FG’s spat with France

Apart from the US, the Federal Government also on September 21, had a spat with France and the United Kingdom over the funding of IPOB and operation of Radio Biafra.

It accused the United Kingdom of doing very little about its complaint that Biafra Radio was broadcasting from its territory and said the bulk of IPOB’s funding from its diaspora supporters is sent through France.

Information Minister, Lai Mohammed, stated this after the Federal Executive Council, FEC, meeting.  “Let me tell you, the financial headquarters is in France, it is incontrovertible that some people in the diaspora contribute money to IPOB.

“We know this as a fact. Again, there are a few knotty diplomatic issues which you need to skip. For instance, who does not know that the IPOB internal radio is located in London? We know the diplomatic moves we have been taking and approaching the UK, all the damage it has done; but they don’t see it that way. For them, it is about freedom of expression.

“If we have a person in Nigeria openly soliciting arms to come and fight the UK, what would you think of it? Would you consider that freedom of expression? And this is a country that also has had a history; what did the Irish Republican Army (IRA) do to be labelled a terrorist organisation? They were planting bombs, they were fighting the British army,” he said.

Why we labelled IPOB as a terrorist group — FG

On why the Federal Government labelled IPOB a terrorist group, the Information Minister said: “The acts and utterances of IPOB were acts and utterances of terrorists. For instance, Nnamdi Kanu, the IPOB leader was caught on tape saying that they want Biafra and not peacefully, but by force.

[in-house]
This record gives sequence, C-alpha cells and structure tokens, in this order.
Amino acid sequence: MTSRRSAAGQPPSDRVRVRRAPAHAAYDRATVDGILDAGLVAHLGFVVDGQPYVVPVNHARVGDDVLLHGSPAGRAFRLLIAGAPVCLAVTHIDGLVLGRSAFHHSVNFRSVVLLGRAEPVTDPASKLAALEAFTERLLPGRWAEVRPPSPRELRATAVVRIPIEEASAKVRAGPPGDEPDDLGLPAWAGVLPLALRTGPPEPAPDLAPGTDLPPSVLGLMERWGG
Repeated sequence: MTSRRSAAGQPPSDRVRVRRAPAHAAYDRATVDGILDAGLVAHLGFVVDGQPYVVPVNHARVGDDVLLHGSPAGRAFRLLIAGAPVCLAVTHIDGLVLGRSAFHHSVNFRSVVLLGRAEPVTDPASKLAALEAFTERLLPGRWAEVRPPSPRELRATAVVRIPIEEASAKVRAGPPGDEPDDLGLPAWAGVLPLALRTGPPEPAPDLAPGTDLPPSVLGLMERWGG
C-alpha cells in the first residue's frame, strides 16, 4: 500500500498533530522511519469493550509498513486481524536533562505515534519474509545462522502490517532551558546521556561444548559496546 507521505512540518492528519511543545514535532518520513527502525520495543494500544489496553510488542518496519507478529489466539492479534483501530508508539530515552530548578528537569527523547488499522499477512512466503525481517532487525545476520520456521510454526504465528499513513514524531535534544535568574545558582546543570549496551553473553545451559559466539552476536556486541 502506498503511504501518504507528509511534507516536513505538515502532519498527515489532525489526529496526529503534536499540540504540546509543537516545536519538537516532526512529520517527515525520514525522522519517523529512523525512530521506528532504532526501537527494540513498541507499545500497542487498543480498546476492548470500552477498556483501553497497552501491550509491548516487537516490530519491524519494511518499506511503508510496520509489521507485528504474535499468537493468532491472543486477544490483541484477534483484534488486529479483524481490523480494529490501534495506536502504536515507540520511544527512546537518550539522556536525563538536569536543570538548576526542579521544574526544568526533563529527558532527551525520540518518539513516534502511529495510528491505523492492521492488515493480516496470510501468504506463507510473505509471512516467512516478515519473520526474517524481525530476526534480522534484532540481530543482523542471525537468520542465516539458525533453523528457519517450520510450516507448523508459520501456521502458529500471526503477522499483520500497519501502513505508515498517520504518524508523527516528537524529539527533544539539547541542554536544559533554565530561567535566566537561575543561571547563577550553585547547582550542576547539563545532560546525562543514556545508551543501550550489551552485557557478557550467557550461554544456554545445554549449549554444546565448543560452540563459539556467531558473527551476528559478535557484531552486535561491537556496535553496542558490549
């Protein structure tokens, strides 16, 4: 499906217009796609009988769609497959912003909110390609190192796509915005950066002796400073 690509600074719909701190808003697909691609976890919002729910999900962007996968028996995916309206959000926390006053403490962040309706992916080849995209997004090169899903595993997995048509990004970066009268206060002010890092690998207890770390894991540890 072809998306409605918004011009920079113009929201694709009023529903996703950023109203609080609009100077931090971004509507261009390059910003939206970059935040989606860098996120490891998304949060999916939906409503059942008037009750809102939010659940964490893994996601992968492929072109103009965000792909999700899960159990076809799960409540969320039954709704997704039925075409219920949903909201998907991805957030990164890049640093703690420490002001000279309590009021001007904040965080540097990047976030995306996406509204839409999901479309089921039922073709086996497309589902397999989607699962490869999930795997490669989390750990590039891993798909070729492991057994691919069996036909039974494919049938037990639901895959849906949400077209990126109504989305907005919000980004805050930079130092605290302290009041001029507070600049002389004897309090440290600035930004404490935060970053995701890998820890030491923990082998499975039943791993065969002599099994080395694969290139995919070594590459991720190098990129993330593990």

“He declared that if they do not get Biafra, Somalia will be a paradise with the kind of mayhem they will unleash on Nigeria. The group openly embraced arms and ammunition and the leader set up Biafra National Guard, Biafra Secret Service and openly attacked army formations.”

Asked by the anchor of the programme, Peter Okwoche, why “other militarised groups” like the Fulani herdsmen had not been classified as terrorist group, Mohammed said that “acts of criminality should not be confused with terrorism acts.”

He explained further: “When an organisation decides to not just attack the Army but set up its own parallel government; when an organisation openly solicits for arms all over the world; when an organisation starts issuing out its own passports and currency and does not recognise the democratically elected government, then it becomes a different thing.”

The minister said Nigeria was so fragile, adding that an attempt to allow such excesses from IPOB to continue could attract reprisal attacks from other parts of the country and set the entire nation on fire.

President-General of the Ohanaeze Ndigbo, Chief John Nwodo, who was earlier interviewed on the programme, said labelling IPOB as a terrorist group was “extremely unfair and lopsided.”